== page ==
Much to my surprise, all my super 8 footage is usable. Here are a few screenshots just looking through the (very) big Quicktime file.
In fact, I wonder just what I’ve gotten myself into with these 4K log scans I got. The above screenshots were much flatter, but I just brought them into Photoshop and added my standard still photography adjustments. Now while evidently I can do somewhat the same taking video clips into Premiere or After Effects, it’s a steep learning curve for me and hasn’t been going too smoothly. My only other option at the moment is to use the settings in Final Cut Pro X which are more rudimentary, with unsatisfying results.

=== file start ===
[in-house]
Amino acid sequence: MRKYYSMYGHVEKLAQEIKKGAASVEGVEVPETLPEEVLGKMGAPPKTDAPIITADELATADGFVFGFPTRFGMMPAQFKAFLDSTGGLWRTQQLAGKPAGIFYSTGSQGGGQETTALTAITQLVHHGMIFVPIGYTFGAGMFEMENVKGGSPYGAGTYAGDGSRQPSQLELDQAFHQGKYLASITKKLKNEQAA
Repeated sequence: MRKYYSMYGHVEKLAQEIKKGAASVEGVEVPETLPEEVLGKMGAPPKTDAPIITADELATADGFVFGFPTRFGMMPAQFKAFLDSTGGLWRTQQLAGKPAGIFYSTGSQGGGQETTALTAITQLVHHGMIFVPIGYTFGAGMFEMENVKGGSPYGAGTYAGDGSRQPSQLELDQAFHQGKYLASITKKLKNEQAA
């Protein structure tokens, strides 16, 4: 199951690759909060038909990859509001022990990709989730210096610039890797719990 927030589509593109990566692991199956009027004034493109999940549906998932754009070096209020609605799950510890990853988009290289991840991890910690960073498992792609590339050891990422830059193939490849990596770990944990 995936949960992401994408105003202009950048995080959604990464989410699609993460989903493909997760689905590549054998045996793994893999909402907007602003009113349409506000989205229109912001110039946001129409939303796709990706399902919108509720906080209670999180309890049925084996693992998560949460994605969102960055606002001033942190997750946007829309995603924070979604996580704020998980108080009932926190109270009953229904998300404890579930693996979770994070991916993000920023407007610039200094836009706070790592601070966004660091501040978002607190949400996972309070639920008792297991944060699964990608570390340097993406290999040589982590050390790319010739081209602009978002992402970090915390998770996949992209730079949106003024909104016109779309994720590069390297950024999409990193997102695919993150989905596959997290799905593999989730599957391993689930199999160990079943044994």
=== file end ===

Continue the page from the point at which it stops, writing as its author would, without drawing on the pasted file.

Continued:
I ended up sending my film to Pro8mm in California instead of my local stop, Cinemalab in Denver, which gave me more options than I needed, but also a better price all around. Still I think that instead of 4K log scans, I’d have been better off with something that included their in-house color correction but I never asked how much that would cost. I didn’t plan on using Pro8mm, but it turns out that Cinemalab, despite what they say on their website, does not offer super 8 processing.
So what will all this mean? I suppose the final film won’t look quite as good as it has the potential to, honestly. But then 20 years from now I can hire a professional to do the work for the re-release and charge you all more money to buy it.